Pastors  get burnt out from prolonged labour and no sabbaticals; weary from working with meagre fruit to show for sacrifices put in; and from being misunderstood and hurt.

To worsen things are professional critics who think they are doing the church good by criticizing with disdain and disregard the weaknesses of the church and pastors.

Satan is of course always searching for unmended gaps in the fence of unity through which to discourage, harass, attack pastors. Centuries of expertise has informed their strategies. “Get the leader and the sheep will suffer,” the devil officer will tell his demon soldiers. “Use the church members and it doubles the impact of hurt and discouragement.”

When David was running for his life with the state army of king Saul searching for him in the wilderness of Ziph, he was filled with discouragement and fear.  Jonathan risked angering his father Saul, and found David and encouraged him:

And Saul’s son Jonathan went to David at Horesh and helped him find strength in God. “Don’t be afraid,”  he said. ‘My father Saul will not lay a hand on you. You will be king over Israel, and I will be second to you. Even my father Saul knows this.”(1 Samuel 23:16-17)

Mooncakes supplies energy, which pastors need. But encouragement supplies hope and fresh motivation for the journey ahead.

Pastors of today, more than ever, need treasure boxes like the one I have received.

How I became an Arsenal fan

arsenal badgeI have been an Arsenal fan for ten years now. But it was not so before. When I was in Swiss Cottage Secondary School, I was a Derby County fan and then a Nottingham Forest fan. I liked manager Brian Clough and followed wherever he went except for his Leeds blip.  He brought the best out of his teams on a tight budget and that could only mean he was a genius.

Arsene Wenger  joined Arsenal in 1996 (when Arsenal was known as “boring Arsenal, 1-nil to Arsenal”) and was of a similar stature though of opposite temperament from Clough. He is more professorial, understated, detached, left-brained and philosophical.  Like Clough, he pieced together teams on a reasonable budget but got arsene wengerthem to play together like a premier orchestra. He transformed boring Arsenal into exciting Arsenal. That converted me into a fan. This is the only British team that plays with a Brazilian attacking flair. They are entertaining, and I hate it so it when they play against leg-kicking, anti-football teams. Yesterday, Arsene Wenger became the longest serving manager in Arsenal’s history and I hope he continues with the club till death do them part. This is unrealistic. Succession would be a real problem. They have to find someone with the same philosophy of football. It could be someone from the “Invincibles” team like  Henri Thierry. Or Tony Adams. As long as the baton exchange takes place without incident. I really wish Arsenal well in the post-Arsene era.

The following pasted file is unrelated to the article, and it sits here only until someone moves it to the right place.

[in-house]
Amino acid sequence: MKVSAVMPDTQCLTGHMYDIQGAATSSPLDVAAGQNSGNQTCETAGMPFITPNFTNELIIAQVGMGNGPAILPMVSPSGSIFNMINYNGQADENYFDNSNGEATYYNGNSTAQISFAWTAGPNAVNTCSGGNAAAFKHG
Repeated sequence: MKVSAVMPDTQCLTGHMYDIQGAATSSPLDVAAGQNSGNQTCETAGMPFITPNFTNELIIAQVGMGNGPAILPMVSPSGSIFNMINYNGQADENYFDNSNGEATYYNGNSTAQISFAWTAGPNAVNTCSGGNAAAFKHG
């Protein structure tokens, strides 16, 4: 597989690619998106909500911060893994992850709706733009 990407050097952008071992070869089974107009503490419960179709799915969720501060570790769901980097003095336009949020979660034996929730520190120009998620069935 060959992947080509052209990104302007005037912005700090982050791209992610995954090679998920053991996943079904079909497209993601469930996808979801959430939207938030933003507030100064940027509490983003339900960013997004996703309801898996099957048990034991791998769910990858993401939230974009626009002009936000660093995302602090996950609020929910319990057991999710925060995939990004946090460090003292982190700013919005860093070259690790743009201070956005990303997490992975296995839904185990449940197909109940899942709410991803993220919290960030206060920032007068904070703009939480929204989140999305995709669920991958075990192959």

I am perhaps more a follower of managers. I sometimes ask myself, “Would I continue as a fan of Arsenal, if Arsene Wenger, Arsenal’s heart and soul moved on? What if the players  and style of play changed, and it was no longer recognizable?” I probably would not remain a fan. Many fans are admirably or masochistically loyal to their clubs even when the club has been relegated numerous levels. I don’t think I can endure that kind of humiliation and pain. This makes me a fair-weather and happy fan! 🙂

Mt Kinabalu Youth Adventure 1

Eighteen (youngest 11, oldest 50)

It was after much thought and prayer that I decided to organize and lead a church-based expedition – Mt Kinabalu Youth Adventure 1, in March 2005. The idea was to use a physical challenge that was demanding but doable, to imprint confident life attitudes that will be useful for young and old to learn. A large part of EQ has to do with the setting of a goal; preparing and sacrificing in order to seek it (even postponing the gratification of desires); being able to relate with others and work as a team; and, persevering and never giving up despite obstacles. The preparation and the expedition itself brings these qualities to the fore: and the youths will learn from the experience.

It was a memorable trip with about eighteen young and middle aged adults. The youngest was eleven and the oldest was 50. Some were parents and their children, but most were youths. It was a joy to have my daughter Elaine with me on this adventure.

Elaine and me

March was a dry period and the weather was good. A simple slide was put on YouTube (the post is reloaded but the slides are new) so that you can see what the terrain was like, the clothing and equipment needed, and any other information you may observe.